The Citizen's Co-op is finally open! Yay! They apparently opened up earlier in the week with a "soft" opening, but DJ and I went over there on Friday to get some bulk items we needed and have a look around.
Having your own co-op in town is a really nice feeling, and when we first walked in we were greeted cheerily by everyone working and shopping. Yes, being greeted by both counter folk and shoppers might seem strange, but I think everyone is just so excited that the dang store finally opened that the mass greetings were more like, "isn't this freakin' great?!" My next impression was that the store was awfully small, but really, it's maybe a little smaller than the Ward's departments that are all hippy-fied. And it had the immediate accessibility of a corner Korean grocery that were ubiquitous in my previous hometown of Manhattan. Much, much cleaner, however. It had that new store smell.
So, after finding the corner that contained the bulk items - and there was really nothing that I noticed not present among the items I usually buy; today I had to get some flour, sea salt, and sugar. Being all about bringing my own bulk-item containers I had brought some so as not to use the baggies, and vaguely remembered a recent communication from the co-op that said they would put the tare weight on the container so they could deduct it once it was filled and weighed. I stood by the counter with my containers and very shortly a man who wasn't aiding a shopper helped me weigh the containers and put the tare weights on them. Gretchen, the big Kahuna of the Co-op, even came by to thank me for bringing containers; honestly, the first time anyone has thanked me for making more work for store employees. Then I set DJ to work filling them while I perused the store.
Well, I actually didn't really get a good look at everything because I was hovering over DJ to make sure he didn't spill more of the sugar on the floor than in the container. While I'm looking at the first picture, I just noticed that there was indeed bulk castile and Charlie's Soap in the store ("soft" opening operative, Bren, had related as much) and you can see the canisters and bottles in the lower left corner of the photo. So, they took my suggestion or is this just standard for all co-ops? Perhaps I'll never know, but I'll have to go back when we need laundry soap and dish detergent; I know they have one, but need to check on the other. They had some local produce, but I think the season made it difficult to have a lot of stock as we are in the dead summer months; they had some nice looking local peaches, however, but wavered on whether to get some even with the big chance of them rotting in my crisper.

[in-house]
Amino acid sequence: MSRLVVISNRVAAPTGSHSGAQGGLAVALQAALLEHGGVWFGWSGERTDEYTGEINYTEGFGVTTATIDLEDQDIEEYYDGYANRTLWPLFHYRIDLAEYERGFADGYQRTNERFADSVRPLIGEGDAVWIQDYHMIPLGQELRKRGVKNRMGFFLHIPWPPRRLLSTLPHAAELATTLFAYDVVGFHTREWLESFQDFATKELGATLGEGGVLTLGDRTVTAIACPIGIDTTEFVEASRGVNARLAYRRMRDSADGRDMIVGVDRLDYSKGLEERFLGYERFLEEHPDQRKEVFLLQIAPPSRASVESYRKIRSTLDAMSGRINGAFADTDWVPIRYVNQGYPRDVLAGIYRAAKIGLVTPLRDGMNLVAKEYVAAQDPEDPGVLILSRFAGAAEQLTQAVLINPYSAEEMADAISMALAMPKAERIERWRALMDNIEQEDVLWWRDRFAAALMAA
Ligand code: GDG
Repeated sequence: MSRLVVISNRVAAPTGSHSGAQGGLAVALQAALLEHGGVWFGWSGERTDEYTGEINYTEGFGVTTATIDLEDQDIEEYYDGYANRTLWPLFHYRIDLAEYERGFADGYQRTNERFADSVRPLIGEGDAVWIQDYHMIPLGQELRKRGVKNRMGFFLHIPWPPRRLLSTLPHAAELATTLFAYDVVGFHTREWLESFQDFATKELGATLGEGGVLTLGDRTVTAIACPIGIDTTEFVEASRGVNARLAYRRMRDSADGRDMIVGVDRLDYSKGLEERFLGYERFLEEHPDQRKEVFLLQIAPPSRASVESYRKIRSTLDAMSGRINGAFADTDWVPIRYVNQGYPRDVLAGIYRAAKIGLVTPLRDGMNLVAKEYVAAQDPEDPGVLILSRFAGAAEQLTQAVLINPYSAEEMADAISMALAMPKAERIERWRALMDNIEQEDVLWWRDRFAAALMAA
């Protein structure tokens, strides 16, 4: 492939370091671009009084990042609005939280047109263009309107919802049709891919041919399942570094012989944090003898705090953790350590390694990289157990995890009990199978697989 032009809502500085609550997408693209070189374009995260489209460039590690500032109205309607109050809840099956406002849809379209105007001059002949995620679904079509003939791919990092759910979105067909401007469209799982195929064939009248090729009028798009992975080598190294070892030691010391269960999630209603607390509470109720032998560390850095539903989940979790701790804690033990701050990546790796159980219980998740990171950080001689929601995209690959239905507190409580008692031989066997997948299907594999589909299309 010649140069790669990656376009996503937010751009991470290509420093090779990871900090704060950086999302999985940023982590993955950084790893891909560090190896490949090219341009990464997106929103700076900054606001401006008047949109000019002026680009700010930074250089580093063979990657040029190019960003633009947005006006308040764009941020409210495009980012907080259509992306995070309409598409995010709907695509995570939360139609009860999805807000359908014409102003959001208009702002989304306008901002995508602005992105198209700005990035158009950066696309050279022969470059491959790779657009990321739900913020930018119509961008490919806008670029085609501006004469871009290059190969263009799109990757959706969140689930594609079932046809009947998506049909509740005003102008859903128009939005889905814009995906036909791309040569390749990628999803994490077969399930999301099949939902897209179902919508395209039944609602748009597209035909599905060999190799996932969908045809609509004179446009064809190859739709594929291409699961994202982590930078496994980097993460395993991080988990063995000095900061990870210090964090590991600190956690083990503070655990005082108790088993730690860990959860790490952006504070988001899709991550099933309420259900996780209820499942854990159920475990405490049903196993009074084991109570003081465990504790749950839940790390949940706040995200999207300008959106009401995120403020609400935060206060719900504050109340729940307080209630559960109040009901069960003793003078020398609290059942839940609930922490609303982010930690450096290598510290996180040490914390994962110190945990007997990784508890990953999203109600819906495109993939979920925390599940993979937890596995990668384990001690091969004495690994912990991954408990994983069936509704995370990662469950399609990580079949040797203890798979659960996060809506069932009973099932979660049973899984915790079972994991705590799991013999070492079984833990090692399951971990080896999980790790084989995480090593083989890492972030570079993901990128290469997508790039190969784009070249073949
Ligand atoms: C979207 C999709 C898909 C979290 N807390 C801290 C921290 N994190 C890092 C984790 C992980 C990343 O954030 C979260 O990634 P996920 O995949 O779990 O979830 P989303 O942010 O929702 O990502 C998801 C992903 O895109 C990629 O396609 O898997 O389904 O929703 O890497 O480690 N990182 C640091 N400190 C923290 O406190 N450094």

There's a lot convenience and packaged foods - DJ found a lemongrass-flavored ramen he wanted to try - but I'm there for the local produce and bulk items, really. Along the back wall there were various affirmative statements (maybe mission statements?) about food and eating and it was all very artfully done.
The prices were all very reasonable and comparable to Ward's (I don't go to Mother Earth much so I don't know how it stacks up to that store), and that may be one of the main criticisms I have about the place; it might just be replicating other Gainesville efforts at sustainable, healthy eating. Overall, however, I was very happy with the place; lots of natural lighting, pleasant people on both sides of the counter, and a warm, gentle atmosphere made it imminently more appealing than any other food store in town. We'll definitely be going back there, if only so I can look at the dairy and meat sections, which I didn't get a chance to peruse on this visit.
Pictures of Citizen's Coop, 435 S. Main Street Gainesville, Florida 32601 | 352.505.6575 | firstname.lastname@example.org
Updated to include link to site, address and phone number